Natural Foods Merchandiser
Exercise your brain to ward off cognitive decline, Alzheimer's

Exercise your brain to ward off cognitive decline, Alzheimer's

Challenging your brain can keep it active - and healthy.

The cognitive decline that can lead to dementia and Alzheimer’s disease may be preventable, says Shlomo Breznitz, psychologist and founder of CogniFit, a brain-fitness software company. Breznitz’s new book, Maximum Brainpower: Challenging the Brain for Health and Wisdom (Ballantine, 2012), details how. We spoke to the author to learn more.

Natural Foods Merchandiser: Why does brain function decline as we get older?

Shlomo Breznitz: The brain learns from experience. Whenever we encounter a problem, our brain searches its database for prior situations. It uses previous solutions rather than investing in thinking about the problem again. The brain becomes a slave to its own routines. Older people have greater amounts of experience. They have seen, heard and done many things several times. There is never really a need to think again, and the brain can become inactive.

NFM: How can we keep the brain stimulated as we age?

SB: There have been studies looking at the differences between those who age well cognitively and those who decline. Resoundingly, the research shows that, above all else, novelty is key. We need new stimulation all the time. If you do Sudoku or a crossword puzzle every week, it’s not long before you’re an expert. The exercise becomes useless. On the other hand, intellectual hobbies such as reading interesting books, or learning to play a new instrument or speak another language, are all fantastic for the brain. Even going to a new place and trying to orient yourself using a map or trying to learn new landmarks is very beneficial.

NFM: Do genes predispose someone to Alzheimer’s?

SB: There is some genetic disposition, no question about it. But keep in mind that there are two different types of Alzheimer’s disease—one that starts relatively early, around the age of 60, and one that starts much later in life, between the ages of 70 and 80. Early-onset Alzheimer’s has a major genetic component, and, unfortunately, it also moves relatively fast. The more prevalent Alzheimer’s starts later in life and has minimal genetic determination.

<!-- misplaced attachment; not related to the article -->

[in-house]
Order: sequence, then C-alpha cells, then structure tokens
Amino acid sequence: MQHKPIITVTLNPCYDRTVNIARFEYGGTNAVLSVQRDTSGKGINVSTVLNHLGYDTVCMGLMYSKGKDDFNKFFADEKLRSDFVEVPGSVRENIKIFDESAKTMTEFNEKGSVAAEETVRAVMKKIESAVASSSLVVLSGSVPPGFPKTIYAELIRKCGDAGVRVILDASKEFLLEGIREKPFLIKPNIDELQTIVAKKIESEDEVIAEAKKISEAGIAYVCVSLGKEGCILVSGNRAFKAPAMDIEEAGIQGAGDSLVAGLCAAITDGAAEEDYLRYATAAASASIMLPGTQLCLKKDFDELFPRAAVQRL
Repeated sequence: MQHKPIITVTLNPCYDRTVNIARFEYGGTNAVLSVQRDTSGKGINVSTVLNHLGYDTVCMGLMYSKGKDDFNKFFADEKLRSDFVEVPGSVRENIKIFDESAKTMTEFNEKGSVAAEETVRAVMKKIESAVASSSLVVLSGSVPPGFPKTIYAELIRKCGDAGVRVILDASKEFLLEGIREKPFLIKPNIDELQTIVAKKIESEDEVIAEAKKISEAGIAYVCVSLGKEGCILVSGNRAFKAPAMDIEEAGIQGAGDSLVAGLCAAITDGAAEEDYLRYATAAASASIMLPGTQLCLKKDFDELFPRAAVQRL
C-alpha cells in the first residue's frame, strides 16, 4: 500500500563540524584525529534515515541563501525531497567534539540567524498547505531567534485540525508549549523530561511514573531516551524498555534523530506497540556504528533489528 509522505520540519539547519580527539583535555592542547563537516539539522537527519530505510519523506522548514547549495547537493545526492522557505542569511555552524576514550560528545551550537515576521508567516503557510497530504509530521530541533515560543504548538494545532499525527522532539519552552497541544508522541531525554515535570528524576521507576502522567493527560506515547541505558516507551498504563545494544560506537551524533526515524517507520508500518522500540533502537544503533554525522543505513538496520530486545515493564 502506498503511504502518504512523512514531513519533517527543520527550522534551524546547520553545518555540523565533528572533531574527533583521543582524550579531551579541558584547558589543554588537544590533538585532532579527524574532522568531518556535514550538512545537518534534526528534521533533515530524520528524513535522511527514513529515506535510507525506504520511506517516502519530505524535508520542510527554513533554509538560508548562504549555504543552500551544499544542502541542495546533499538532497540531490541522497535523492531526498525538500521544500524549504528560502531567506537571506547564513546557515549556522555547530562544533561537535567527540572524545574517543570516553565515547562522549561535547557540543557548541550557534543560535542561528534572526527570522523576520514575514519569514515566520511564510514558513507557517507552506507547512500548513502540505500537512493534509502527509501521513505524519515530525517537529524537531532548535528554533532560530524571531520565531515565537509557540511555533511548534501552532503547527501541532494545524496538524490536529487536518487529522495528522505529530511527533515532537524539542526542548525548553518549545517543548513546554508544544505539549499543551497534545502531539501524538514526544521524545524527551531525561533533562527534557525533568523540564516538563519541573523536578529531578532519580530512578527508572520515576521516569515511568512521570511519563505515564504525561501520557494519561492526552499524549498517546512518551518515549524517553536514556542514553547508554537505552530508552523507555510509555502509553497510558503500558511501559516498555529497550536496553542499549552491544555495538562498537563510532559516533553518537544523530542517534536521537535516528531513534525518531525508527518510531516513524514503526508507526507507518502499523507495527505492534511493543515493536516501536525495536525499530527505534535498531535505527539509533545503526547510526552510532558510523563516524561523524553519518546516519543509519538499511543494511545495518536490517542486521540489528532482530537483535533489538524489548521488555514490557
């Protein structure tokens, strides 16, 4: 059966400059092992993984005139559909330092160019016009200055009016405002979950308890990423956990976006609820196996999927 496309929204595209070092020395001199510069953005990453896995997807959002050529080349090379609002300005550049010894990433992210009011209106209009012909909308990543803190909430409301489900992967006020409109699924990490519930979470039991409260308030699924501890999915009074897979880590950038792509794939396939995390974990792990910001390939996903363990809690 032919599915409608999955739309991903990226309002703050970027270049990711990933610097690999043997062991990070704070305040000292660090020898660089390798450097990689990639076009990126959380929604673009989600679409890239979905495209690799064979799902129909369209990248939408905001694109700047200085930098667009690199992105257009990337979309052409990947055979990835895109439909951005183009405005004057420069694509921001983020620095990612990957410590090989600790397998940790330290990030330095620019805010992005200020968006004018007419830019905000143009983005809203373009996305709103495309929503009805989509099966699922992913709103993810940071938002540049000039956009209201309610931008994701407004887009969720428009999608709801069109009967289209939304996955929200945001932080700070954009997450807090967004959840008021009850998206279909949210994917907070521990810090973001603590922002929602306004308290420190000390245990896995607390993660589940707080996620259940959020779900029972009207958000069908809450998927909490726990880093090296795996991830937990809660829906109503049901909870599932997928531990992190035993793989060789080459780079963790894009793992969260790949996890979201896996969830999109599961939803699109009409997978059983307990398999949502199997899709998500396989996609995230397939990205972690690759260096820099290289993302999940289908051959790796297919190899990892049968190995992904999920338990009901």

NFM: Can meditation help with cognitive function?

SB: Meditation does have some positive impact, primarily because it reduces stress. Stress has a very negative impact on cognition. It also helps because people who are practitioners of meditation are better able to focus. This is very important these days when we’re continuously bombarded by external stimuli.

NFM: How can natural products retailers help shoppers boost cognitive function?

SB: Anything that is new and unfamiliar is a benefit to the brain. Retailers could bring in speakers to discuss relatively confusing topics in a straightforward way. Understanding the supply chain or how genetically modified foods contaminate organic are possible examples. There are so many things that we often do not have the opportunity to talk about because they’re too technical. But if there’s someone with the know-how to present it to the general audience, this is wonderful for the brain.

Why Shlomo Breznitz believes technology may be contributing to cognitive decline

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